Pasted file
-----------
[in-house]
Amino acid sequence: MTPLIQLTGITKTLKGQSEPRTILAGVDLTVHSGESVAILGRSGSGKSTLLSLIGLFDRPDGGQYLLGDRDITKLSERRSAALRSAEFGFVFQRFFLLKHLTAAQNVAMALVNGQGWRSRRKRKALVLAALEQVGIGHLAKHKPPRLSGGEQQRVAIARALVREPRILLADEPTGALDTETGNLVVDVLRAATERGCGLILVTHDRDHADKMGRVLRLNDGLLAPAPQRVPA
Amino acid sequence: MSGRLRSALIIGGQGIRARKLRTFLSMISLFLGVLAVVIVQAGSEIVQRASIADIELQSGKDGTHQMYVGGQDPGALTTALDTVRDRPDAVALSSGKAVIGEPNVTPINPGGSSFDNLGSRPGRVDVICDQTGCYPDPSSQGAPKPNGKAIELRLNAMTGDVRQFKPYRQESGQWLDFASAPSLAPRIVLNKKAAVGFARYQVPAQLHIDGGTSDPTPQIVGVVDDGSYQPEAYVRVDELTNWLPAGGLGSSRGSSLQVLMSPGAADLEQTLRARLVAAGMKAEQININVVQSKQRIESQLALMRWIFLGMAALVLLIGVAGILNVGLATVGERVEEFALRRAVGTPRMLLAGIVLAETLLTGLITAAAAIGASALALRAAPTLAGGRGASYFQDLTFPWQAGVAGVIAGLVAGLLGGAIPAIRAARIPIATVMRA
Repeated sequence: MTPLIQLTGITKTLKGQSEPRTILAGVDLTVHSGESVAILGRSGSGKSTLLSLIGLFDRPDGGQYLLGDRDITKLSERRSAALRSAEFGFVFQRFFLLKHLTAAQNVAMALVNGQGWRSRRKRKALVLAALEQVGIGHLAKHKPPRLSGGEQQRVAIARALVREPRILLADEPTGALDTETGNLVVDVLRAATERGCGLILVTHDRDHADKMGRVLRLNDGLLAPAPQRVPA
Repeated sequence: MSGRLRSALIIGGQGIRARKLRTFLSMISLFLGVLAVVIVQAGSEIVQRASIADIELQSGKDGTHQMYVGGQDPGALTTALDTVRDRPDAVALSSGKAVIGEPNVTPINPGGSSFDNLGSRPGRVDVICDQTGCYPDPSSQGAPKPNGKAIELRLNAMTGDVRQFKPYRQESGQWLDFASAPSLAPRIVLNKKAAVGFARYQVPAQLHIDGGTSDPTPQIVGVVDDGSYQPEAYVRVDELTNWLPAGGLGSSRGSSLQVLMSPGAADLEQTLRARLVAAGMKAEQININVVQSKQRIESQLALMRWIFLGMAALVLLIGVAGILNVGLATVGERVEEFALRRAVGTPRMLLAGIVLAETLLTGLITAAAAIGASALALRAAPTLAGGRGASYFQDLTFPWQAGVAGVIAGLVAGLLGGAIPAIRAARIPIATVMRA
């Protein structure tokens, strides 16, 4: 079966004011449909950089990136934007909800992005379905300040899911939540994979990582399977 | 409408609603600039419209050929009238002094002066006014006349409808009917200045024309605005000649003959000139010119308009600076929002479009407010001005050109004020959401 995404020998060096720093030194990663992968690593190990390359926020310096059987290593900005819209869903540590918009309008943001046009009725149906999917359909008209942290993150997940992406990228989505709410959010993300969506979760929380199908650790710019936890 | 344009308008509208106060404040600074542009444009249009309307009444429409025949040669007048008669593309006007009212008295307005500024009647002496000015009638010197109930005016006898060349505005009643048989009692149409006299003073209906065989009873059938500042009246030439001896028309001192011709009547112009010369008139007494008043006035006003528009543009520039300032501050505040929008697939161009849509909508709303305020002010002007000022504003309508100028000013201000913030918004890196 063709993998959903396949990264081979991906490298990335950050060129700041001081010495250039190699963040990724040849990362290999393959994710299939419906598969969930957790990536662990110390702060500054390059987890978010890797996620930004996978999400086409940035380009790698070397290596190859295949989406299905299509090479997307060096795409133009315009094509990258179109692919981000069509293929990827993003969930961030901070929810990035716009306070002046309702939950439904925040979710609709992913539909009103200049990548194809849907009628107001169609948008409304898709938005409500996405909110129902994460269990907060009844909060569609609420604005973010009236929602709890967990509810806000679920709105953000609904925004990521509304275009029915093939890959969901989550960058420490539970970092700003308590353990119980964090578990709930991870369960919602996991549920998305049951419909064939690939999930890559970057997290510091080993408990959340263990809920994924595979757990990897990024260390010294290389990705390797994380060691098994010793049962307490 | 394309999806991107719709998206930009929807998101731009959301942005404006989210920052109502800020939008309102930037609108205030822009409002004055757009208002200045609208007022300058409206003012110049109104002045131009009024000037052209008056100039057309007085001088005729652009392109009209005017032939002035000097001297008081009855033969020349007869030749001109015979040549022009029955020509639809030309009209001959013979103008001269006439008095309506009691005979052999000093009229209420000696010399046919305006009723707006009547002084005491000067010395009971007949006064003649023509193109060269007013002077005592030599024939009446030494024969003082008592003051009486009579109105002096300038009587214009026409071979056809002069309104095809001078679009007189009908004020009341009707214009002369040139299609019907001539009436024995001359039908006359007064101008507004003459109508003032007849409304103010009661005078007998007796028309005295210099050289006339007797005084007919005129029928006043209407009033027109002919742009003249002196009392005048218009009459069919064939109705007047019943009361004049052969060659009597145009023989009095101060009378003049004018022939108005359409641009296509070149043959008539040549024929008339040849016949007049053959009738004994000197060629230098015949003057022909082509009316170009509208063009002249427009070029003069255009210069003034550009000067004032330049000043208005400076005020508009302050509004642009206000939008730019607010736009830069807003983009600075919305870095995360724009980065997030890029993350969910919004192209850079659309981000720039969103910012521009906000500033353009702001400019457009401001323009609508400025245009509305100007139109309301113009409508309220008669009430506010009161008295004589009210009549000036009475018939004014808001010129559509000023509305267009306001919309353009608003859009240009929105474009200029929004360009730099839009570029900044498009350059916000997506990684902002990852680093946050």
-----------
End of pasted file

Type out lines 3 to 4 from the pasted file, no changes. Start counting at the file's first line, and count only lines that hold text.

Amino acid sequence: MSGRLRSALIIGGQGIRARKLRTFLSMISLFLGVLAVVIVQAGSEIVQRASIADIELQSGKDGTHQMYVGGQDPGALTTALDTVRDRPDAVALSSGKAVIGEPNVTPINPGGSSFDNLGSRPGRVDVICDQTGCYPDPSSQGAPKPNGKAIELRLNAMTGDVRQFKPYRQESGQWLDFASAPSLAPRIVLNKKAAVGFARYQVPAQLHIDGGTSDPTPQIVGVVDDGSYQPEAYVRVDELTNWLPAGGLGSSRGSSLQVLMSPGAADLEQTLRARLVAAGMKAEQININVVQSKQRIESQLALMRWIFLGMAALVLLIGVAGILNVGLATVGERVEEFALRRAVGTPRMLLAGIVLAETLLTGLITAAAAIGASALALRAAPTLAGGRGASYFQDLTFPWQAGVAGVIAGLVAGLLGGAIPAIRAARIPIATVMRA
Repeated sequence: MTPLIQLTGITKTLKGQSEPRTILAGVDLTVHSGESVAILGRSGSGKSTLLSLIGLFDRPDGGQYLLGDRDITKLSERRSAALRSAEFGFVFQRFFLLKHLTAAQNVAMALVNGQGWRSRRKRKALVLAALEQVGIGHLAKHKPPRLSGGEQQRVAIARALVREPRILLADEPTGALDTETGNLVVDVLRAATERGCGLILVTHDRDHADKMGRVLRLNDGLLAPAPQRVPA